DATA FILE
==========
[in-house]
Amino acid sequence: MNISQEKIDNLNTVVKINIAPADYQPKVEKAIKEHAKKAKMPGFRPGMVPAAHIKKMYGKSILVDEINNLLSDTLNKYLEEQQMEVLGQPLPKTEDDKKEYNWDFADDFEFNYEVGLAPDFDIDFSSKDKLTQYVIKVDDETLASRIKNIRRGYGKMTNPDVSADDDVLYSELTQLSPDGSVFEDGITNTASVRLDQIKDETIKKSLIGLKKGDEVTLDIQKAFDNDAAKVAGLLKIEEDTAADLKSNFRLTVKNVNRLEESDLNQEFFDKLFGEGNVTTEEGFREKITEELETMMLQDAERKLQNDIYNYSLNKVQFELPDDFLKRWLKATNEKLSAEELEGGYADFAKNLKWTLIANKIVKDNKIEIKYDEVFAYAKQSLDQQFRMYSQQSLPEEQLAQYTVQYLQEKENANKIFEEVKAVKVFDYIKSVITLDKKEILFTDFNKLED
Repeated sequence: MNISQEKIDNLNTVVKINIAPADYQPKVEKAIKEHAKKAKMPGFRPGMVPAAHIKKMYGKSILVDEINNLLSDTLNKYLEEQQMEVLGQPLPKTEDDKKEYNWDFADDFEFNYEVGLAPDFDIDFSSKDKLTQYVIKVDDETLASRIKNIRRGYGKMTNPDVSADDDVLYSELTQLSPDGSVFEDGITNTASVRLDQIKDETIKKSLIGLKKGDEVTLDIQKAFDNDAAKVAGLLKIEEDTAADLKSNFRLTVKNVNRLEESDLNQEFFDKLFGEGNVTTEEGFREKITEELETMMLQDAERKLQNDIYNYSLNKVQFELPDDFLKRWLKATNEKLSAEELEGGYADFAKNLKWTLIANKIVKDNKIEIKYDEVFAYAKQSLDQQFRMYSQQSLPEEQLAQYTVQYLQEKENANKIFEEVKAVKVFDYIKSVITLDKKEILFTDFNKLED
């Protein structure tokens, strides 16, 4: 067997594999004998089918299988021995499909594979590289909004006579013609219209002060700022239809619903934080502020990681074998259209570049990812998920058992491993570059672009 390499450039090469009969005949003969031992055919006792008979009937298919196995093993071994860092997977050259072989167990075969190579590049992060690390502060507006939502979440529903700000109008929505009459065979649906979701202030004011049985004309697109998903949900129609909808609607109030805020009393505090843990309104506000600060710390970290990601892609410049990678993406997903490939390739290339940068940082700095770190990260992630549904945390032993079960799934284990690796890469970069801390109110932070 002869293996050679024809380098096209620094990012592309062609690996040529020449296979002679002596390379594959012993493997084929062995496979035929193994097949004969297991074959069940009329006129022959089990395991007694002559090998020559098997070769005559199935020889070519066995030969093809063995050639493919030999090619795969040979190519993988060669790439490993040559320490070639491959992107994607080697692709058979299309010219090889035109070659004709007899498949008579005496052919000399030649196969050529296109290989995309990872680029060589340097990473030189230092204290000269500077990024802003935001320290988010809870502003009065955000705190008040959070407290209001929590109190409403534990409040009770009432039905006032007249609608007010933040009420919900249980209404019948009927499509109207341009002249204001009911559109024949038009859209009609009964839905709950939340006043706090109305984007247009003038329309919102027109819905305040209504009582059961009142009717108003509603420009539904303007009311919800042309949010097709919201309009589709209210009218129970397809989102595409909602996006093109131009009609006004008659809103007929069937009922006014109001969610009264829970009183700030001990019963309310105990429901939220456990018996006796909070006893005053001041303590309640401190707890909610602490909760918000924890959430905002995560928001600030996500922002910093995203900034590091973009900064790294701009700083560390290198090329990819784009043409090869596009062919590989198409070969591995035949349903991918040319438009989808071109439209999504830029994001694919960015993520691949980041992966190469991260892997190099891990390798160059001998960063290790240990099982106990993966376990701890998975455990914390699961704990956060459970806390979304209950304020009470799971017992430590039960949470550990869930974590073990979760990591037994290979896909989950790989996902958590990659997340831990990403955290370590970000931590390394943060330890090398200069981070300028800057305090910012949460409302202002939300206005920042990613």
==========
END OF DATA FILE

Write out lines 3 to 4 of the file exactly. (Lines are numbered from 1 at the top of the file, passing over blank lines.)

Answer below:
Repeated sequence: MNISQEKIDNLNTVVKINIAPADYQPKVEKAIKEHAKKAKMPGFRPGMVPAAHIKKMYGKSILVDEINNLLSDTLNKYLEEQQMEVLGQPLPKTEDDKKEYNWDFADDFEFNYEVGLAPDFDIDFSSKDKLTQYVIKVDDETLASRIKNIRRGYGKMTNPDVSADDDVLYSELTQLSPDGSVFEDGITNTASVRLDQIKDETIKKSLIGLKKGDEVTLDIQKAFDNDAAKVAGLLKIEEDTAADLKSNFRLTVKNVNRLEESDLNQEFFDKLFGEGNVTTEEGFREKITEELETMMLQDAERKLQNDIYNYSLNKVQFELPDDFLKRWLKATNEKLSAEELEGGYADFAKNLKWTLIANKIVKDNKIEIKYDEVFAYAKQSLDQQFRMYSQQSLPEEQLAQYTVQYLQEKENANKIFEEVKAVKVFDYIKSVITLDKKEILFTDFNKLED
């Protein structure tokens, strides 16, 4: 067997594999004998089918299988021995499909594979590289909004006579013609219209002060700022239809619903934080502020990681074998259209570049990812998920058992491993570059672009 390499450039090469009969005949003969031992055919006792008979009937298919196995093993071994860092997977050259072989167990075969190579590049992060690390502060507006939502979440529903700000109008929505009459065979649906979701202030004011049985004309697109998903949900129609909808609607109030805020009393505090843990309104506000600060710390970290990601892609410049990678993406997903490939390739290339940068940082700095770190990260992630549904945390032993079960799934284990690796890469970069801390109110932070 002869293996050679024809380098096209620094990012592309062609690996040529020449296979002679002596390379594959012993493997084929062995496979035929193994097949004969297991074959069940009329006129022959089990395991007694002559090998020559098997070769005559199935020889070519066995030969093809063995050639493919030999090619795969040979190519993988060669790439490993040559320490070639491959992107994607080697692709058979299309010219090889035109070659004709007899498949008579005496052919000399030649196969050529296109290989995309990872680029060589340097990473030189230092204290000269500077990024802003935001320290988010809870502003009065955000705190008040959070407290209001929590109190409403534990409040009770009432039905006032007249609608007010933040009420919900249980209404019948009927499509109207341009002249204001009911559109024949038009859209009609009964839905709950939340006043706090109305984007247009003038329309919102027109819905305040209504009582059961009142009717108003509603420009539904303007009311919800042309949010097709919201309009589709209210009218129970397809989102595409909602996006093109131009009609006004008659809103007929069937009922006014109001969610009264829970009183700030001990019963309310105990429901939220456990018996006796909070006893005053001041303590309640401190707890909610602490909760918000924890959430905002995560928001600030996500922002910093995203900034590091973009900064790294701009700083560390290198090329990819784009043409090869596009062919590989198409070969591995035949349903991918040319438009989808071109439209999504830029994001694919960015993520691949980041992966190469991260892997190099891990390798160059001998960063290790240990099982106990993966376990701890998975455990914390699961704990956060459970806390979304209950304020009470799971017992430590039960949470550990869930974590073990979760990591037994290979896909989950790989996902958590990659997340831990990403955290370590970000931590390394943060330890090398200069981070300028800057305090910012949460409302202002939300206005920042990613």